By News Team
Last Updated: 12th November 2021
Although both Roger Federer and Rafael Nadal aren’t in attendance, the remainder of the world’s best tennis players are taking part in the ATP Finals, which takes place for the first time in Turin. With eight of the top-nine in the world gracing the Italian courts, it’s set to be a thrilling week of tennis and here is our look ahead to the tournament.
Ahead of the start of the season-ending event for the eight highest-ranked players in the world, which gets under way on Sunday, we’ve previewed the key action.
Djokovic is the man to beat again
It’s very obvious to say but as is the case with virtually every tournament he plays in, Novak Djokovic is the man to beat in Turin. We hadn’t seen the Serb since he was dominated by Daniil Medvedev in the US Open final, but he showed no ring rust when he took home the Paris Masters title at the beginning of November. Although he got the job done in the end, he did drop sets on three occasions, including to Marton Fucsovics in the opening round, which showed his game might not quite be where he wants it.
However, a tournament victory can never be sniffed at and Djokovic will be hopeful of winning this title for the sixth time. He has a habit of winning the same tournament on several occasions and with that Paris Masters victory under his belt, he is very much the player all the other seven will know they need to better in order to take home the ATP Finals title. Djokovic is 1/8 to open his account with a win against Casper Ruud.
Russian can go back-to-back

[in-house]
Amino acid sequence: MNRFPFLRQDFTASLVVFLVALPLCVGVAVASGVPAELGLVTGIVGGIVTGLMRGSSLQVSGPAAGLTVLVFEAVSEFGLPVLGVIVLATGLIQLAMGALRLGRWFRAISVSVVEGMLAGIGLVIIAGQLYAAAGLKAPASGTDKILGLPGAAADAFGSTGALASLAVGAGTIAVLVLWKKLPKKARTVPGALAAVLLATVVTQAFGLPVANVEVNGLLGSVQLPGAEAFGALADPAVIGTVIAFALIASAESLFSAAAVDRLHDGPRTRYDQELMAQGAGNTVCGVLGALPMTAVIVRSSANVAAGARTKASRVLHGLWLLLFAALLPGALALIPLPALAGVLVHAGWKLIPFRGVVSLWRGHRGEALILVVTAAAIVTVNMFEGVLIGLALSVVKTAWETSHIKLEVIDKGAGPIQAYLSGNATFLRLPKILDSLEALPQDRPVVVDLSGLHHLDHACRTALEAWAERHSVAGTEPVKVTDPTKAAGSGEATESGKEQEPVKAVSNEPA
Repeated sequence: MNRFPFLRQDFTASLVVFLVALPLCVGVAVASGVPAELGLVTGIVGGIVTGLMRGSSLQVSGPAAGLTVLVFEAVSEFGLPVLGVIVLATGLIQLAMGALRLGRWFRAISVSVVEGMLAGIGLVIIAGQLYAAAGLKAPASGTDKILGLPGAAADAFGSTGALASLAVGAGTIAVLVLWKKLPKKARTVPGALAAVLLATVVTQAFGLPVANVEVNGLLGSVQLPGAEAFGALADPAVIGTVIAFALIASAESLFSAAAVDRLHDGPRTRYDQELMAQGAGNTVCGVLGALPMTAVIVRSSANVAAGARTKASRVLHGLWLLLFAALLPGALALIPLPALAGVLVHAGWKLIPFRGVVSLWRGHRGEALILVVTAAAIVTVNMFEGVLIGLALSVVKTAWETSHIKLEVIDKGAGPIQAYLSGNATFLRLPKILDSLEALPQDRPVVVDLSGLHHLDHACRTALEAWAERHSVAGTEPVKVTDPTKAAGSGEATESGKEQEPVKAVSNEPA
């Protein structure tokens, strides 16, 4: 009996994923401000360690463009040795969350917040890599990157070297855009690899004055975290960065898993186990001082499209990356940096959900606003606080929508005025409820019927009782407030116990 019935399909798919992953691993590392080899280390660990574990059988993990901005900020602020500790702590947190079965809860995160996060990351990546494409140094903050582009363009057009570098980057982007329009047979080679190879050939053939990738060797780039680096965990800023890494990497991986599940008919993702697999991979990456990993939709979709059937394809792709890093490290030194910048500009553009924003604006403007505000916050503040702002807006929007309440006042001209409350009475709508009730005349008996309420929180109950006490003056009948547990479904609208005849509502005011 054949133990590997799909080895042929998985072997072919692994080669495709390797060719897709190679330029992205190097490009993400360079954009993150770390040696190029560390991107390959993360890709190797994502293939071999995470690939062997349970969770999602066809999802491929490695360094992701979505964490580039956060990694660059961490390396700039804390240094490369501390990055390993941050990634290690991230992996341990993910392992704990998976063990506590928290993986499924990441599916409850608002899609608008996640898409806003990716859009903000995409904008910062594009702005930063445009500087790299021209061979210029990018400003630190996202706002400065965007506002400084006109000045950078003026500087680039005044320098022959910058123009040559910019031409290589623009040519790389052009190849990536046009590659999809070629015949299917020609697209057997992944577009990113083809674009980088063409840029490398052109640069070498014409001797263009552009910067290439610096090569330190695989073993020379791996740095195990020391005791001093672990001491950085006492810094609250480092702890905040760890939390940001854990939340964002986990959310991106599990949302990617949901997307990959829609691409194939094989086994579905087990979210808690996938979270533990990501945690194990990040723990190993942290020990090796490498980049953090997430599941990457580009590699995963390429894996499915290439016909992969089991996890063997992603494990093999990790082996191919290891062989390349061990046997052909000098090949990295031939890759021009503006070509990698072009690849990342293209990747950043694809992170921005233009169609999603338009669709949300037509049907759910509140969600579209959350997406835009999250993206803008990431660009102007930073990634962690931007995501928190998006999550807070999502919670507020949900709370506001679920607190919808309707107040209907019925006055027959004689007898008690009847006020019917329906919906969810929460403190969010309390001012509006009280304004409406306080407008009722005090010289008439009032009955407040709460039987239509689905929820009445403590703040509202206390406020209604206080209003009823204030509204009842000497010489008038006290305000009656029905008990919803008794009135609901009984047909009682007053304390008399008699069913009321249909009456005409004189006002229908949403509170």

While Djokovic has only played one tournament since that US Open final, Daniil Medvedev has been much busier playing in three tournaments. However, it hasn’t been plain sailing with a solitary loss in the Laver Cup before a remarkable defeat to Grigor Dimitrov in the Indian Wells Masters. The Russian won the first set 6-4 and looked home and hosed when leading 4-1 in the second, but he imploded to lose eight straight games before being knocked out soon after.
It was a defeat that would have hurt, especially as Medvedev was the favourite for the title, but he soon bounced back when reaching the final in Paris last time out. He was obviously beaten by Djokovic there, but this is a player who saves his best for when it really matters, as shown by his win in this event in London last year, as well as his victory at Flushing Meadows. Not many dominate Djokovic in a Grand Slam final the way the Russian did and he could take another major title, this time in Italy. He’s 1/6 to get up and running with a victory over Hubert Hurkacz.